Is it ethical to test the anthrax vaccine in children?

In Featured on App, Prophylactic Vaccines, Regulation and Policy by tim peplow2 Comments

anthrax vaccine children trial ethics

A US presidential commission has given a tentative thumbs-up to the testing of the anthrax vaccine in children. The report released by the Presidential Commission for the Study of Bioethical Issues described the necessity of testing the vaccine on children, but also detailed strict guidelines for testing to keep children at minimal risk.

“The safety of our children is paramount, and we have to get this precisely right,” said Commission Chair Amy Gutmann, Ph.D., president of the University of Pennsylvania, in a press release. "The Bioethics Commission concludes that many significant steps would have to be taken, including additional minimal-risk research with adult volunteers, before pediatric anthrax vaccine trials prior to an attack should be considered.”

Anthrax vaccine testing in children has been called for because, in the event of a mass bioterrorist attack, a large proportion of the victims would be children. A thorny ethical issue is that not only would children not be able to fully understand the risks of participating in the study, but the children would also not gain any direct benefit from the research. As such, the panel announced that the risk to the children should be no more than minimal. It's thought that the proposed vaccine trial would start with children aged 18 and work its way down to 17- and 16-year olds.

It seems like the impossible ethical question. On the one hand, it seems important to test the vaccine in the immune system of children so that biodefense researchers can be sure that the vaccine is effective. On the other hand, questions have to be asked about the likelihood of a bioterrorist attack using anthrax and the effectiveness of using antibiotics instead. Critics of the testing would argue that it was unethical to use children in such a trial. The panel's response arose from “one of the most difficult ethical reviews a bioethics board has ever conducted,” said Gutmann.

You can hear more about research and development in biodefense vaccines by watching this video presentation delivered by Dr Michael Kurilla.

What do you think? You can join our discussion on LinkedIn or leave a comment below, I'd love to hear what you think.

If you're interested in hearing more about strategy and innovation in vaccines, you might like to consider attending the World Vaccine Congress and Expo 2013 on the 16-18 April 2013, Gaylord National Hotel and Convention Center, Washington DC. You can download the brochure here.

Comments

  1. Mary Tocco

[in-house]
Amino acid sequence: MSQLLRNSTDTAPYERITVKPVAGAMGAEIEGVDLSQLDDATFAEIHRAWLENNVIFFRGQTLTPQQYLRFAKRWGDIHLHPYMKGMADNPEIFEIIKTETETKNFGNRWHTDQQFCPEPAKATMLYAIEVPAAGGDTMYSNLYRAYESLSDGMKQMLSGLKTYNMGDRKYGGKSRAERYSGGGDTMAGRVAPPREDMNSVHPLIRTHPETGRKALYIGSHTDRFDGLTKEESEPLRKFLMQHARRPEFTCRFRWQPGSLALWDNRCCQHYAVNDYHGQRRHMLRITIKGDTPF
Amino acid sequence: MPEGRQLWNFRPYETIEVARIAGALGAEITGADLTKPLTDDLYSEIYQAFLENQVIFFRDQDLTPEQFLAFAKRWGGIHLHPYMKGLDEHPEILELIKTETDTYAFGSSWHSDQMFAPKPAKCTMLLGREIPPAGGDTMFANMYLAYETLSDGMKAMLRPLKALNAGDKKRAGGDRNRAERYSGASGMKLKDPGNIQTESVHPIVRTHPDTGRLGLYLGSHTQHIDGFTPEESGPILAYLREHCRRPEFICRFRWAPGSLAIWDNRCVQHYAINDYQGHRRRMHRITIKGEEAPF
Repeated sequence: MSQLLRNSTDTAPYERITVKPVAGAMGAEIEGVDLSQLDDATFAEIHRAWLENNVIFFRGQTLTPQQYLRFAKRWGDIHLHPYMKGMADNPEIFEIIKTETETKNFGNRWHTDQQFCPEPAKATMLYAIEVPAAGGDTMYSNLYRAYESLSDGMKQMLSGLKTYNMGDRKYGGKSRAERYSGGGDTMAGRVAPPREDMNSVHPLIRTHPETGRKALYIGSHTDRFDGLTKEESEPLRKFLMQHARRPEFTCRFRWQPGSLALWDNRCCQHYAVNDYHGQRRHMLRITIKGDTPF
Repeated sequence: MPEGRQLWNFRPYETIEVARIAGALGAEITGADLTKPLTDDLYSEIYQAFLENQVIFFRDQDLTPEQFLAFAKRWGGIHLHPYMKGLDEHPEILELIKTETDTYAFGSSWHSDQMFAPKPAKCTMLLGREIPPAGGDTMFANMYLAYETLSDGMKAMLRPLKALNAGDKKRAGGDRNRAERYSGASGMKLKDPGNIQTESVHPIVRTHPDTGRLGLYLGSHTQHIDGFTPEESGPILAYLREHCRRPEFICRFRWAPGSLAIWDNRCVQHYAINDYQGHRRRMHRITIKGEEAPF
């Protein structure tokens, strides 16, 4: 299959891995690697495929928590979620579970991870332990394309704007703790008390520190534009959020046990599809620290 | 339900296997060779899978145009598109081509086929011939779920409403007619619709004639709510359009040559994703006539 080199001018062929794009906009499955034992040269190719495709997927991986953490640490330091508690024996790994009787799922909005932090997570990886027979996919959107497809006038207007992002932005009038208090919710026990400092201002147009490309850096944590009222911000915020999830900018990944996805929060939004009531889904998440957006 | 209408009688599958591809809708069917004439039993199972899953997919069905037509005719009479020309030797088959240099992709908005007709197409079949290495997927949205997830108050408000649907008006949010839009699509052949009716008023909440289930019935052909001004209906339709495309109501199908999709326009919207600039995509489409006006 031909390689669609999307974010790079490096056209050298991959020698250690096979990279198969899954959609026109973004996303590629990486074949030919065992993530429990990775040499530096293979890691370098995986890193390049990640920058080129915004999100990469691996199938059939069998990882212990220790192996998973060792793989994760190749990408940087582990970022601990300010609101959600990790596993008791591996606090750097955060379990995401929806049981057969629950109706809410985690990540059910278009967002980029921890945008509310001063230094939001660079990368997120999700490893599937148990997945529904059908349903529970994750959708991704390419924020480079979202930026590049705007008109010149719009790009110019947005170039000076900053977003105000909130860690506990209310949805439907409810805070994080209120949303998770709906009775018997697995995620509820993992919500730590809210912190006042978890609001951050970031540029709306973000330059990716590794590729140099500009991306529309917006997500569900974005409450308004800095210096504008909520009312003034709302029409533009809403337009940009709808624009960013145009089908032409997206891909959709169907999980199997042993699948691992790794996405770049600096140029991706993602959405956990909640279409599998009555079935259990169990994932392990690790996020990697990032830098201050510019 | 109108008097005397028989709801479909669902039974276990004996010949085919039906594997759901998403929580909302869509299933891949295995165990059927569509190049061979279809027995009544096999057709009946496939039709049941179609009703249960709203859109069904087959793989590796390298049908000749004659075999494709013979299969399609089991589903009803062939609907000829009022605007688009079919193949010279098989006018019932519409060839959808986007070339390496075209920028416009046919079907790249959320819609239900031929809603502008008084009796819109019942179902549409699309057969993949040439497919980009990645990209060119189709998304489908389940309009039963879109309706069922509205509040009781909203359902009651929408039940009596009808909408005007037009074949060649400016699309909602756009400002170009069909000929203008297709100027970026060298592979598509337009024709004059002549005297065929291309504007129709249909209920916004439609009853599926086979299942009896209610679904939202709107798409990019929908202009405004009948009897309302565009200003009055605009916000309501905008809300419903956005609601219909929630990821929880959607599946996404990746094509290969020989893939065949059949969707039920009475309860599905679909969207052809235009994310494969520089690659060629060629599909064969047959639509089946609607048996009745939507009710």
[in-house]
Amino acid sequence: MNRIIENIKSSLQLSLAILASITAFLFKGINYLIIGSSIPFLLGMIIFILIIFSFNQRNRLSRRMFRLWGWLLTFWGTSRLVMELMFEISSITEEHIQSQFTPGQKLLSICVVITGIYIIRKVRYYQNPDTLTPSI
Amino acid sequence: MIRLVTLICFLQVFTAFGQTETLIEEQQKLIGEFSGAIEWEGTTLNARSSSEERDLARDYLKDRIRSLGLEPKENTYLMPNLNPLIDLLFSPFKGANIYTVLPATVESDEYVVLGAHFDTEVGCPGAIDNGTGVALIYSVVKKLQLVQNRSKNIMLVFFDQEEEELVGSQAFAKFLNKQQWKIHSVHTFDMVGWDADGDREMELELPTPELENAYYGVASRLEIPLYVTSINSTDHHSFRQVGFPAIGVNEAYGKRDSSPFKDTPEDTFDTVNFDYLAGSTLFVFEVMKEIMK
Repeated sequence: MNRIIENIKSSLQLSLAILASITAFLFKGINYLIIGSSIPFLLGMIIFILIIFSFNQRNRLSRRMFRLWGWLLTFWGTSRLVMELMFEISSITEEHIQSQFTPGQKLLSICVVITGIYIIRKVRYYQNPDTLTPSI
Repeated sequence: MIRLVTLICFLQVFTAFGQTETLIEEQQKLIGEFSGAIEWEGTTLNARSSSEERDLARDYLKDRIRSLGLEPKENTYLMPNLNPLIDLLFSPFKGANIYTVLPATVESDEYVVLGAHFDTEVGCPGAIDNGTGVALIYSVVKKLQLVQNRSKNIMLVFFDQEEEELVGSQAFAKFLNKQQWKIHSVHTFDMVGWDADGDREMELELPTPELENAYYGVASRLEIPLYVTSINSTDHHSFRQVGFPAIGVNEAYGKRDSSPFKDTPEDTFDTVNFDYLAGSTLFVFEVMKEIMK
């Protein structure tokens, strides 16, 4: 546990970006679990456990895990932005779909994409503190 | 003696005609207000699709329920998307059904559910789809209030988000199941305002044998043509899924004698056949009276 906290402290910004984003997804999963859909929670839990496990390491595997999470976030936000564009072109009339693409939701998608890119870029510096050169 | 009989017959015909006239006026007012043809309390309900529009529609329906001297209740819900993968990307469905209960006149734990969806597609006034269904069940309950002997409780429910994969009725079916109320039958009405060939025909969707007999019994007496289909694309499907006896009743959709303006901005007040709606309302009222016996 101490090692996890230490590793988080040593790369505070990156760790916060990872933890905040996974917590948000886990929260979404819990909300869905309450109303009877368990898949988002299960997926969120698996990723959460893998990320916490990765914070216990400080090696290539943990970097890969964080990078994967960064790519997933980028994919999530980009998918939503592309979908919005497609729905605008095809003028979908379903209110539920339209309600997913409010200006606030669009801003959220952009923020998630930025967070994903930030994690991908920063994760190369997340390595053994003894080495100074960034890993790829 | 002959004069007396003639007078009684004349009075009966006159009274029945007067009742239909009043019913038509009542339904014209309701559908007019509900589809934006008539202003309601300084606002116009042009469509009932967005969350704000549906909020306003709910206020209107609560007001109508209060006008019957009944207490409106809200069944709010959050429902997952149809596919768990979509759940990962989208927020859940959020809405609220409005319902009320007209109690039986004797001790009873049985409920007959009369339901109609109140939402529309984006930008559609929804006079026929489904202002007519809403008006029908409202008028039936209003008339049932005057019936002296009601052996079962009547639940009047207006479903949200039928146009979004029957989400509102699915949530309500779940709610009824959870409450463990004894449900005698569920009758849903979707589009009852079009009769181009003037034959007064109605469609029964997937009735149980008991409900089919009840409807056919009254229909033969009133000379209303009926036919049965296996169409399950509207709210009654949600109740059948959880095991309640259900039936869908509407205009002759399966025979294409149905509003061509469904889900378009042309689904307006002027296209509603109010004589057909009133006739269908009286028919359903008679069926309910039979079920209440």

I believe that testing on children is completely unethical. Why not start with monkeys? Why do not test vaccines are large groups of primates before we ever introduce them into humans? I feel that the foundation of vaccinology is based on the wrong “Presupposition” that we can inject something into the human body and expect a proper immune reaction in the TH1 arm which is where it is supposed to be? Modern immunologists now agree that the theory of vaccinology is showing signs of failure and yet the business of vaccines continues. Here is a quote from an immunologist who wrote a book, Vaccine Illusions. She decided to research vaccines after having a baby and admitted that they do not learn much about vaccines when becoming an immunologist! Dr Tetyana Obukhanych, author of the book “Vaccine Illusion” has studied immunology in some of the world’s most prestigious medical institutions. She earned her PhD in Immunology at the Rockefeller University in New York and did postdoctoral training at Harvard Medical School, Boston, MA. and Stanford University in California. From her book, Vaccine Illusions: “Vaccination does not engage the genuine mechanism of immunity. Vaccination typically engages the immune response—that is, everything that immunologists would theoretically “want” to see being engaged in the immune system. But apparently this is not enough to confer robust protection that matches natural immunity. Our knowledge of the immune system is far from being complete. Three important factors have contributed to my gradual disillusionment with immunologic paradigms and their applications – vaccines. First, several significant inconsistencies within immunologic theory made me quite unsatisfied with its attempted explanation of immunity. Second, I observed how some seasoned immunologists would omit mentioning the outcome of crucial experiments to make their publication on new vaccine development strategies look very promising. This made me suspicious about the vaccine development process in general and eager to take a look at the other side of the vaccination debate.”“After years of doing research in immunology, observing scientific activities of my superiors, and analyzing vaccine issues, I realized that vaccination is one of the most deceptive inventions that science could ever convince the world to accept….“It is not immunity that we gain via vaccination but a puny surrogate of immunity. For this reason, vaccination at its core is neither a safe nor an effective method of disease prevention. Yet, immunologists have nothing better to offer because they can only go as far as their deeply rooted immunologic dogma allows them.”

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